The original tool set seems to be pretty clear cut for the TC. All you have to do is look at a factory picture of the tool set. However, there are some differences depending on which picture you look at. So what is correct and what would an original TC tool set look like?
To chronicle the correct tools for the TC, let’s start with the pictures as available from the illustration of tools in the Brown Book on page 7. Although this is the most common reference to the TC tool kit, it is only representative of the very earliest tool set for the TC. The photo was actually taken in 1939. The photo is wrong in that it includes the jack with the wooden handle which was used pre- war and had limited application for other than the earliest TCs. The Brown Book reference also has an extra box spanner compared to later sets.
Another source of tool originality is Factory Specifications #259, 1945, sheet #25. It also confirms that a list of pre-war tools was used in 1945 as a starting point for TC tools. This is known because the rubber tool trays were originally listed for the TC but were then deleted with a “pen and ink” change. The same specs also show only 3 box spanners listed.
The first printing of the TC Illustrated List of Service Parts, June 1946, also shows the pre-war jack. However, the 2nd printing, 1948, Plate V, there is an updated picture of the TC tool set with a new jack with a square cross-section handle (2 parts plus separate tommy bar). Close scrutiny shows a number of other changes, some subtle and some obvious. For example the later photo now only had 3 box spanners.
The quest for the perfect tool set is further compounded by differences in the manufacturer names of Shelley, Abingdon, King Dick, and Dunlop on similar tools and varied markings from none to BSW to BSF on spanners. And what about the length of the handcrank? The TC had 3 different length hand cranks.
The most heated debate often occurs over whether the TC open ended spanners were hex or round jaws (see Photo 1 below)
You can make an argument for each depending on which picture is viewed or which original tool set is viewed. But whatever you profess at the gospel for originality with tools, you will be wrong. To illustrate the point, look at the pictures of the open spanners in the 2nd Edition Illustrated Parts (see photo 6). You will see that 1 end has hex jaws and the other end has round jaws. I have to assume that the person who drew the illustration in 1948 is still laughing today at those who think they know which style was correct. I have never seen a spanner with 1 style jaw on each end. However, I have seen original tool set with of each style.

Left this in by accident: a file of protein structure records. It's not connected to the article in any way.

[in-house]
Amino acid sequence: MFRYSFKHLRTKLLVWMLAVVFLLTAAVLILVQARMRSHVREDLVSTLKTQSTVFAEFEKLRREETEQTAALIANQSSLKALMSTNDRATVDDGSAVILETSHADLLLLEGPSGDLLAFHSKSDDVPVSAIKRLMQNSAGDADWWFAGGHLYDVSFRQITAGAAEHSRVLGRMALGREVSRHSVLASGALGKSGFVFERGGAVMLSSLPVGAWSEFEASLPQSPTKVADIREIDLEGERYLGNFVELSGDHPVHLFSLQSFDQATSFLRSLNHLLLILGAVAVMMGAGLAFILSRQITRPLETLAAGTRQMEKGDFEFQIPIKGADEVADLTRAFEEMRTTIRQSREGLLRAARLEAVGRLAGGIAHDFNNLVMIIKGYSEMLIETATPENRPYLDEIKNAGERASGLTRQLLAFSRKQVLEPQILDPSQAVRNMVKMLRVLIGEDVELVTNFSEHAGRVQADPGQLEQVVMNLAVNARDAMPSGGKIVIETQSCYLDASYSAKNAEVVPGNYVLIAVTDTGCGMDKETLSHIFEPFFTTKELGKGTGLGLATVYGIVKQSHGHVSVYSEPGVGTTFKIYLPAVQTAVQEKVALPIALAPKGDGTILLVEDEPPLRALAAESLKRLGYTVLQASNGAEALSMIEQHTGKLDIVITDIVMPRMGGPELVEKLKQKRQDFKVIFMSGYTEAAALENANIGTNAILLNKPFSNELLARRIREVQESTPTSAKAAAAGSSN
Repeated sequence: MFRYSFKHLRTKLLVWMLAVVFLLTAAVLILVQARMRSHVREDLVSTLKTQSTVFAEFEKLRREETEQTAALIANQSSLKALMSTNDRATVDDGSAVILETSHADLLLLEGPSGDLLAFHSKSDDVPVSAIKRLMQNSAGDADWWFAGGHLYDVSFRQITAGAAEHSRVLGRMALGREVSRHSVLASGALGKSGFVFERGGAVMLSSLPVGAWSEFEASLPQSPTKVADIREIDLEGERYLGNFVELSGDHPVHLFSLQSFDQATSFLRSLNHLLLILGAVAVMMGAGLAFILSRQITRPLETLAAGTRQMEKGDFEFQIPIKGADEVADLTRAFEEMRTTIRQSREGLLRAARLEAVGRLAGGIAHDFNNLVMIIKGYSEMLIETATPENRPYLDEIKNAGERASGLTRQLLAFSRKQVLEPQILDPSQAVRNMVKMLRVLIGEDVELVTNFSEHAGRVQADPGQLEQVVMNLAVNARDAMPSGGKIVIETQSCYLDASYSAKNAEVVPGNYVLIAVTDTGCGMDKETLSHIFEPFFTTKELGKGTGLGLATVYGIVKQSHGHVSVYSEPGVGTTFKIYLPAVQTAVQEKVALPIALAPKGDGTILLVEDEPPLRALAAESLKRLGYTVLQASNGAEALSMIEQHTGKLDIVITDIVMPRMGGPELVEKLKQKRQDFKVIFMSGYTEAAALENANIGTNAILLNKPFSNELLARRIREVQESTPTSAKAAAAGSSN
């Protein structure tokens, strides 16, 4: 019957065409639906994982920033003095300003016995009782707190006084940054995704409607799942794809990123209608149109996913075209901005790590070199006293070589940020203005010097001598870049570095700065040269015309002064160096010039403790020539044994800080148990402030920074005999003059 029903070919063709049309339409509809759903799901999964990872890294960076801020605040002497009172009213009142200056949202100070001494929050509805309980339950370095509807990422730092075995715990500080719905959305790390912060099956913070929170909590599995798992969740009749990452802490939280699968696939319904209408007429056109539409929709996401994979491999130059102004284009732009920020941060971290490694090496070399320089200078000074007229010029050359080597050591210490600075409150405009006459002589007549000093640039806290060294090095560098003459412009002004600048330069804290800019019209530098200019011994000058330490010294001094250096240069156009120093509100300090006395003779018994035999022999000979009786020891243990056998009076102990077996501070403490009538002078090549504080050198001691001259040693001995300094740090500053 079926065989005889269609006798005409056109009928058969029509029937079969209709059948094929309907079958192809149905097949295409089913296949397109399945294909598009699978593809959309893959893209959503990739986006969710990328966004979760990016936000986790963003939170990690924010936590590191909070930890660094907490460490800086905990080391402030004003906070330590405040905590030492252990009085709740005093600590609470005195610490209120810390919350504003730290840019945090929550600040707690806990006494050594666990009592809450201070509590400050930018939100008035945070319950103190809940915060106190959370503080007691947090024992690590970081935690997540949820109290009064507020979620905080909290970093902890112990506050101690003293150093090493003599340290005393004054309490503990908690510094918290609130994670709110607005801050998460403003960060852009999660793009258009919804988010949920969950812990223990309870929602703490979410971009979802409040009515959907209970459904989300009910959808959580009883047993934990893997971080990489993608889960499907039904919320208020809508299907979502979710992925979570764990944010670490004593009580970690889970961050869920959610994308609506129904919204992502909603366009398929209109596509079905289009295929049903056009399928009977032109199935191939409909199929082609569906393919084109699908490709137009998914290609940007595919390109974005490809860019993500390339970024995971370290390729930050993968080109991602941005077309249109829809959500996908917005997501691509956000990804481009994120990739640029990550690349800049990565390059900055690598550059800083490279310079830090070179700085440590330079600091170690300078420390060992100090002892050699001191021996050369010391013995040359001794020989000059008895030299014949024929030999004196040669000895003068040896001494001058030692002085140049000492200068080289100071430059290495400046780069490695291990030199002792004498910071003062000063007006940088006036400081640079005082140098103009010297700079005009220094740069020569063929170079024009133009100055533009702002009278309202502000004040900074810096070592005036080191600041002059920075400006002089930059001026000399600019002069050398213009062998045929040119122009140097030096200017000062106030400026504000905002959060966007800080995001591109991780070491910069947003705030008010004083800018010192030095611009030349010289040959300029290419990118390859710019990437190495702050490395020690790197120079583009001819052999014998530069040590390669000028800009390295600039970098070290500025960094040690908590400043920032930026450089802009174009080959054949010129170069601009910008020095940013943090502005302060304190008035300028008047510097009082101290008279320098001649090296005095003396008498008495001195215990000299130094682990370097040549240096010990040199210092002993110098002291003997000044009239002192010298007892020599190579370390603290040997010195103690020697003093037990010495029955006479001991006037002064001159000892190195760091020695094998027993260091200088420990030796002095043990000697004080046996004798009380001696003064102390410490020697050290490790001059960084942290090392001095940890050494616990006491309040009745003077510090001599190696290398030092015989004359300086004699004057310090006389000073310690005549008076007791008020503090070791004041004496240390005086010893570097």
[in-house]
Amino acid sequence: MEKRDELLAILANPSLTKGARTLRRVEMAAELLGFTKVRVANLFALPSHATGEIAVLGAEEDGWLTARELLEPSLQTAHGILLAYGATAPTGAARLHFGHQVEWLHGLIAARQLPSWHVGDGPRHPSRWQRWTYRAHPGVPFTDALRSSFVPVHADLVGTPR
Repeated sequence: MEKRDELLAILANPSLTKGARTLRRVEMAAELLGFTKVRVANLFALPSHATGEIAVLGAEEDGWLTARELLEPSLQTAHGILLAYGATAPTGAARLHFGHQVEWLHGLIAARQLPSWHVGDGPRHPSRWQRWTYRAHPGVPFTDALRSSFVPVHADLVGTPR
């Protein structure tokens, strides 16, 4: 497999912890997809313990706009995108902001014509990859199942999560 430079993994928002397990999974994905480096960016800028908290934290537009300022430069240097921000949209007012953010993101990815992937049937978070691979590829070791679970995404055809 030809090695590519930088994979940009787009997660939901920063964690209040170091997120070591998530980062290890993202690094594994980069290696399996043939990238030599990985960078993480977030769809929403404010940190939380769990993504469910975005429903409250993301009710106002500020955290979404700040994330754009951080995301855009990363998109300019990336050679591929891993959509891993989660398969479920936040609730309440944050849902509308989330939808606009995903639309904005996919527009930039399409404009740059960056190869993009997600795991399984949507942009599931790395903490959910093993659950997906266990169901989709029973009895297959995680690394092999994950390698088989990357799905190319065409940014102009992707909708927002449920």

The most important thing to keep in mind is that there is no exact answer. Whatever the factory had to make a complete tool set was used. Shelley and non-Shelley, round jaw and hex jaw, Enots and Tecalemit and other variations were all used. If you are trying to assemble a complete kit, I would suggest a proper period tool to match the category needed.
If you would like more information on the specifics of each tool and a detailed summary, you can find it at: www.fromtheframeup.com look under Tech Tips / Tools.
Doug Pelton doug’at’fromtheframeup.com
Ed’s note: Due to lack of space I have not been able to reproduce the tool kit illustration from ‘The Brown Book’ (TC Instruction Manual).
Ed’s Note: Perhaps we’ll have a look at tool box lining in a future issue?